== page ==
As Miguel pointed out earlier, the Social Justice crowd just can’t handle the movie 12 Strong.
First it was that the movie made a much of mass murdering, women oppressing, terrorists the bad guys.
Yep, 12 Strong is just too masculine for these milquetoast limp-dicks.
“As Hollywood begins to navigate the #MeToo landscape,” Tatiana Siegel reported, “one of the first casualties appears to be big-screen erotica. In the wake of the Harvey Weinstein scandal, studios are steering clear of sex.” Alyssa Rosenberg, writing in the Washington Post, hopes that Hollywood’s embarrassed executives are navigating “the end of a very narrow way of thinking about what’s alluring.” Instead of movies that objectify women, she suggests more films that portray sex and sexuality in intelligent ways.
This reckoning is long overdue. And it can be extended to another genre that has distorted how men behave: war movies. Hollywood has shown itself capable of making excellent war movies (think “Three Kings,” “Paths of Glory,” and “The Best Years of Our Lives”), but most are problematic. Some of the biggest war movies of the post-9/11 era don’t just show violence in ways that are often gratuitous and occasionally racist. They model a cliched form of masculinity that veers from simplistic to monstrous.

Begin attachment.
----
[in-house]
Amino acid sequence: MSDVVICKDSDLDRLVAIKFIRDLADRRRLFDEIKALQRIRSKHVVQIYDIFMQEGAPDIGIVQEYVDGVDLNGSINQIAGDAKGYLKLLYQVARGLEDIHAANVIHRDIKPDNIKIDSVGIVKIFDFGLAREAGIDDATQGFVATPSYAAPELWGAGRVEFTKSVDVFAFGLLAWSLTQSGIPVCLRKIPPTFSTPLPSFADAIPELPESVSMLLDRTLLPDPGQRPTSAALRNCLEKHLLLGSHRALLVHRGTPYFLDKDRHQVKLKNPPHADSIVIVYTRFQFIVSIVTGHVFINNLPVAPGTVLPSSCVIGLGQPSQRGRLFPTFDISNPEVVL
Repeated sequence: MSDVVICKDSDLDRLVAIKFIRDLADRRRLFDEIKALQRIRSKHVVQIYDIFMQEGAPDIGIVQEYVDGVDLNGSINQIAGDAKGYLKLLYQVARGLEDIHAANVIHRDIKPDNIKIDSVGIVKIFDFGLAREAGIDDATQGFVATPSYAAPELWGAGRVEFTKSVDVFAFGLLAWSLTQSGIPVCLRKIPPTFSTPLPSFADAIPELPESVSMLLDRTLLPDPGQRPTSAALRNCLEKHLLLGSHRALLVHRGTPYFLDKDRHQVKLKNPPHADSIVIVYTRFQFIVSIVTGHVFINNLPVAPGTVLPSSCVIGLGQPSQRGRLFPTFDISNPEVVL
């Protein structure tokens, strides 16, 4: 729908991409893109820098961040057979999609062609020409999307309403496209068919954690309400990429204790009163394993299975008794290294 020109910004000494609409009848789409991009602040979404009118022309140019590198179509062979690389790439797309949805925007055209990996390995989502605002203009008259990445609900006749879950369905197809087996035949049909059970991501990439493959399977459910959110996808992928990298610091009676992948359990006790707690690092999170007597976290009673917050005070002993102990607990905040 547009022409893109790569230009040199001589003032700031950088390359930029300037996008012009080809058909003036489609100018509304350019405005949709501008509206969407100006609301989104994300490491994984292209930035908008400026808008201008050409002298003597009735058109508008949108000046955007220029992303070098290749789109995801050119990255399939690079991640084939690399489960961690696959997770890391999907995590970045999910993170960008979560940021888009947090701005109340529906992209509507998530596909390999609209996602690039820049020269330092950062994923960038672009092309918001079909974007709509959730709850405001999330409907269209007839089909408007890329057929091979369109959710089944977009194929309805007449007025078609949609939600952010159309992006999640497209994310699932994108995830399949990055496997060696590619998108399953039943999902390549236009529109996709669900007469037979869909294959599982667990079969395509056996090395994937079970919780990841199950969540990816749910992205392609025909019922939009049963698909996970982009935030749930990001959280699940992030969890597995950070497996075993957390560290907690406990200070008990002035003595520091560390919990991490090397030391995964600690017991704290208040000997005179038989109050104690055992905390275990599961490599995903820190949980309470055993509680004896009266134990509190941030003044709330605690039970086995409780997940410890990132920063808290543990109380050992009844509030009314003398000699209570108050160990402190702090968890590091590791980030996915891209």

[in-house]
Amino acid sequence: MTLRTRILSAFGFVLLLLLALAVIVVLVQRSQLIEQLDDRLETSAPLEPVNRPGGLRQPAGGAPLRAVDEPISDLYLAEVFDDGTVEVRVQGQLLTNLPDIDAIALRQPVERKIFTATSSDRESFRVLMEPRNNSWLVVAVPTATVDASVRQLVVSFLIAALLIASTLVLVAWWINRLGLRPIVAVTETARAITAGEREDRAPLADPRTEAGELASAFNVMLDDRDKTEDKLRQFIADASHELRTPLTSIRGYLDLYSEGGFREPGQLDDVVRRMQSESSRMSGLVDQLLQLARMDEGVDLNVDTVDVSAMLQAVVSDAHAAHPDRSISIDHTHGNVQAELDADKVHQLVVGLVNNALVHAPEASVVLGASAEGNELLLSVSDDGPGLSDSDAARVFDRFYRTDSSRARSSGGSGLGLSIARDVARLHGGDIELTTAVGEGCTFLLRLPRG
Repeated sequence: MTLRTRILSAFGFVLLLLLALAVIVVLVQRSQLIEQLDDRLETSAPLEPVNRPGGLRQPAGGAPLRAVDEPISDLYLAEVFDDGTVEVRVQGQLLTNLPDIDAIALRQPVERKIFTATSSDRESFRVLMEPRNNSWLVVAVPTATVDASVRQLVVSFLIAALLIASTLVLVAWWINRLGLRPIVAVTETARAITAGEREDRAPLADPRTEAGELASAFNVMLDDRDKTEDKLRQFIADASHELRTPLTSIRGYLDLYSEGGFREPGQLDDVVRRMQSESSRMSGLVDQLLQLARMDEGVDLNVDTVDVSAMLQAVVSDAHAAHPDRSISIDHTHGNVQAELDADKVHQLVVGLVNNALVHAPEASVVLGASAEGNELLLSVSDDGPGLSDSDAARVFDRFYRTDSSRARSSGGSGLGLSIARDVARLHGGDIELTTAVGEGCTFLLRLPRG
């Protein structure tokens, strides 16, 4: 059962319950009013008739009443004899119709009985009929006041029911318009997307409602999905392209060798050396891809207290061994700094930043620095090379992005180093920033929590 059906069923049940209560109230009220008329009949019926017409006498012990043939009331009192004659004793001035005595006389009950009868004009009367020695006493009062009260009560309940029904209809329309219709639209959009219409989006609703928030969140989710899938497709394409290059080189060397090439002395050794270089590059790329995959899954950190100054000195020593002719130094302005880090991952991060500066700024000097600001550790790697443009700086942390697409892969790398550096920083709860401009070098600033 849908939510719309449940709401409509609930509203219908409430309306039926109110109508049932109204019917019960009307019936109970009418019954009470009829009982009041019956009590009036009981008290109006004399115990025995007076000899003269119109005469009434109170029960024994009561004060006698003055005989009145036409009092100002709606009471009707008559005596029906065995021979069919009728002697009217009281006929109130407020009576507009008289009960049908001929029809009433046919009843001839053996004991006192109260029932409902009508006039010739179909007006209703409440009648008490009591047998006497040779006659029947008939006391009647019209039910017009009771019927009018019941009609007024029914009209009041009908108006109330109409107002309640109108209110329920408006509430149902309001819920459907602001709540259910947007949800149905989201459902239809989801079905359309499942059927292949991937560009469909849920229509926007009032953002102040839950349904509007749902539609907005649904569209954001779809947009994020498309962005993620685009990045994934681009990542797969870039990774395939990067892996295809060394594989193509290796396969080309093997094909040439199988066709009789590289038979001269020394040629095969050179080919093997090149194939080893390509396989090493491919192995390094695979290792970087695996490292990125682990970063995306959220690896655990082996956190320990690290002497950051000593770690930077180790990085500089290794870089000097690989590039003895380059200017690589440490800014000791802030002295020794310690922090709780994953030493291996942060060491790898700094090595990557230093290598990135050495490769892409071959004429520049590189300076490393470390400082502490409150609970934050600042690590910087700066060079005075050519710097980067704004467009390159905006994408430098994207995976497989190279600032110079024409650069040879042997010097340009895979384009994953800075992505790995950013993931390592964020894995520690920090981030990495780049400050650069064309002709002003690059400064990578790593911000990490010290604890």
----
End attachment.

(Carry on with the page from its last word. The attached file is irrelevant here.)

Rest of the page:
For instance, you can see Rambo and John Wayne return to life in the latest war blockbuster, “12 Strong,” which was produced by Jerry Bruckheimer, who also brought us “Black Hawk Down.” “12 Strong” is an extravaganza about a Special Forces team that fought the Taliban in Afghanistan in the weeks and months after 9/11. During the movie’s pivotal scene, the leader of the Green Berets, played by Chris Hemsworth (the grievously handsome star of the Thor franchise), decimates a hive of Taliban fighters with his rifle ablaze as he gallops ahead on his fearless horse (yes, he’s riding a horse). In the same way that Hemsworth’s assault weapon goes rat-tat-tat and the bad guys fall like bulleted dominoes, the scene itself checks off one born-in-Hollywood cliché after another: of the rugged gunslinger, the warrior in camo, good versus evil, the modern vanquishing the profane, a man at his fullest.